Benefits of domain being it's own DNS server...

We are setting up a DNS server for our 50+ domains on Windows Server 2003.

We have the option of setting up one domain as the DNS server or each domain as it's own DNS server.

i.e. dns1.domain1.com, dns1.domain2.com, dns1.domain3.com
versus each domain being under dns.domain1.com  

Does anyone know of any reasons for setting up each domain as it's own DNS server?  Does AOL give preference to mail from domains that have their own DNS server, for example?

Otherwise it seems easier to have just one DNS server for each domain.
hzukerAsked:
Who is Participating?
 
JammyPakConnect With a Mentor Commented:
I don't think anyone would say it's easier to have 50 DNS servers than to have 1....seems to me that I would prefer creating one DNS server, and adding 50 authoritative zones - I can tell you for sure that no ISP is going to have separate servers for each domain, and neither AOL nor anybody else is going to know/care.

this way, you have one server to setup, one NAT rule on the firewall, all DNS users can access the same cache, etc.
0
 
karel_jespersCommented:
in case domains need to access resources in ohter company domains,
the dns must also be forwarded in case the dns resolution fails to one or more dns servers who contain that information for all those domains
0
 
karel_jespersCommented:
reasons for setting up each domain as it's own DNS server:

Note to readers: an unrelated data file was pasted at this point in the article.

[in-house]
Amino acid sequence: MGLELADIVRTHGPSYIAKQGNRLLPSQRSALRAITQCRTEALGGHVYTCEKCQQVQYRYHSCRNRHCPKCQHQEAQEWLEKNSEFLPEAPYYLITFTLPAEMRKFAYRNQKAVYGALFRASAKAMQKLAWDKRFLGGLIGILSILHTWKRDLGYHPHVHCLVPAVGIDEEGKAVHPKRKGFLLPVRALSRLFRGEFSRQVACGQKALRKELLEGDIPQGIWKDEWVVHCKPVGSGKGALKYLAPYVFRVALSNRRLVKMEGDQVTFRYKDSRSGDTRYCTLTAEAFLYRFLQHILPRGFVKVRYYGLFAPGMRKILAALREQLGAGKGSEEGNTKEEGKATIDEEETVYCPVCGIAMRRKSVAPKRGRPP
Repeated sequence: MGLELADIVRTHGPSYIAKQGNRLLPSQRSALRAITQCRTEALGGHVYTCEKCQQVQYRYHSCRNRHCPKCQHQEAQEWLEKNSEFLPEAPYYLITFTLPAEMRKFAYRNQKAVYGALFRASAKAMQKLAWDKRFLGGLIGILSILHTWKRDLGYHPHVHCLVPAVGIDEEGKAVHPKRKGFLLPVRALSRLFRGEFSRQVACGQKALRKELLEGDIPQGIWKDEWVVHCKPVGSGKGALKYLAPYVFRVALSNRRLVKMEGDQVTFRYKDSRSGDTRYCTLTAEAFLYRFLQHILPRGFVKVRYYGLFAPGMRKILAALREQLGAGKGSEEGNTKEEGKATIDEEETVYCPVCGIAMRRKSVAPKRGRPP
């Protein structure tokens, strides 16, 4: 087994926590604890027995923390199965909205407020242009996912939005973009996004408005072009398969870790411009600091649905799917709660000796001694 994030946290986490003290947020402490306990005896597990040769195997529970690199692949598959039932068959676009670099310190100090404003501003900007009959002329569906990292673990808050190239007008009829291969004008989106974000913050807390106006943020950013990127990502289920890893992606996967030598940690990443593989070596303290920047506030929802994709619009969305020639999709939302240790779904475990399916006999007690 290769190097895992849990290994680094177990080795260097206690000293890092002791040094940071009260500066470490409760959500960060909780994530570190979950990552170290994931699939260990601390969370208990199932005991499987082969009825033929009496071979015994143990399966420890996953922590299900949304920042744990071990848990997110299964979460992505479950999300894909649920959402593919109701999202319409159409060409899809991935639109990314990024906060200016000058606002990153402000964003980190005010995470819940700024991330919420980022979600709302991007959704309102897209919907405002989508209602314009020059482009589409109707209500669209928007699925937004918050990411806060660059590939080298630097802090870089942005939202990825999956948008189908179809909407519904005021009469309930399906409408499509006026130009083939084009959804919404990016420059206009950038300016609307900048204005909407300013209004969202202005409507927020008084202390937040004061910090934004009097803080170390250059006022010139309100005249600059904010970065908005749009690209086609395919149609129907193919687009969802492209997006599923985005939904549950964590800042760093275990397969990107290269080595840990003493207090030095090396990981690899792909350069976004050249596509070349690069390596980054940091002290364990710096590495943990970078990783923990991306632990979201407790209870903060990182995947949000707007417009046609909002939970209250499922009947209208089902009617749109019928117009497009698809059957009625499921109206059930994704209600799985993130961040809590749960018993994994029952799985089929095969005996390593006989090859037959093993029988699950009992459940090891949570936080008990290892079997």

eg
no traffic between domains needed to resolve dns resolution for resources within the own domain
karel
0
Free Tool: SSL Checker

Scans your site and returns information about your SSL implementation and certificate. Helpful for debugging and validating your SSL configuration.

One of a set of tools we are providing to everyone as a way of saying thank you for being a part of the community.

 
karel_jespersCommented:
depends on the network structure
you can make on dns server responsible for all the domains
but then you must also take care that all those domains can also contact a local dns server on each site (domain)
so for each domain configure then also a dns caching only server
so each dns resolution will be cached (until the first reboot)
0
 
karel_jespersCommented:
50 domains
questions to be considered
(what dns resolution is needed on each domain, eg for local resources)
(what are the communication links between them)
(at what location do you place the dns  server)
at least one dns caching only server per domain (site)



0
 
JammyPakCommented:
Hzuker, these are just Internet domains, right? It sounds like you're not talking about Active Directory domains.

Karel, I think you are thinking about Windows AD Domains, otherwise I don't really understand what you mean in your posts. My impression is that this is just for 50 web-domains, not 50 offices running Active Directory. Also, DNS lookups aren't cached until the next reboot, they're cached for the length of the TTL setting for the domain that you're resolving - usually it's 24hrs.

Hzuker, if we haven't answered your question already, then please provide more information about what the scenario is and what you are trying to do.
0
 
karel_jespersCommented:
JammyPak:
yes i was talking about active directory domains
until reboot: i agree i configure my caching only servers with a ttl that is increased, so that i can assume that dns resolutions will be kept until the caching only server reboots

karel
0
Question has a verified solution.

Are you are experiencing a similar issue? Get a personalized answer when you ask a related question.

Have a better answer? Share it in a comment.

All Courses

From novice to tech pro — start learning today.